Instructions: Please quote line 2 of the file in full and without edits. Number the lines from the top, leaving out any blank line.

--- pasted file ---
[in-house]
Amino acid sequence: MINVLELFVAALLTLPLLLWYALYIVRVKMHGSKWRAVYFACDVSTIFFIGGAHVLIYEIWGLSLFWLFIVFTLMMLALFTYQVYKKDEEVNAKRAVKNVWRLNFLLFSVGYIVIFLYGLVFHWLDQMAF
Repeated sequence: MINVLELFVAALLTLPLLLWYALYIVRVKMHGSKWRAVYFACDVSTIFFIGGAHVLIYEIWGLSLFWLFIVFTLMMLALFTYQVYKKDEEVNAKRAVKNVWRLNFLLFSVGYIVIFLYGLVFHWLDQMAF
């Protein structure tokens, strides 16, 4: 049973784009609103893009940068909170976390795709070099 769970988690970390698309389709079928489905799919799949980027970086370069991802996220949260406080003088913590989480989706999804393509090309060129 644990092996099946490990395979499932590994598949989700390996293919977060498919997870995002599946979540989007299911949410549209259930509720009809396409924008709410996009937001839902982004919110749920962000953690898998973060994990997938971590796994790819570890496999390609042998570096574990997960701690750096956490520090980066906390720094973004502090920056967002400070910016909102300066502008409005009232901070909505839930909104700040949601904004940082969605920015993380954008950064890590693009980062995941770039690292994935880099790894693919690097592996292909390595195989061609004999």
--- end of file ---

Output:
Amino acid sequence: MINVLELFVAALLTLPLLLWYALYIVRVKMHGSKWRAVYFACDVSTIFFIGGAHVLIYEIWGLSLFWLFIVFTLMMLALFTYQVYKKDEEVNAKRAVKNVWRLNFLLFSVGYIVIFLYGLVFHWLDQMAF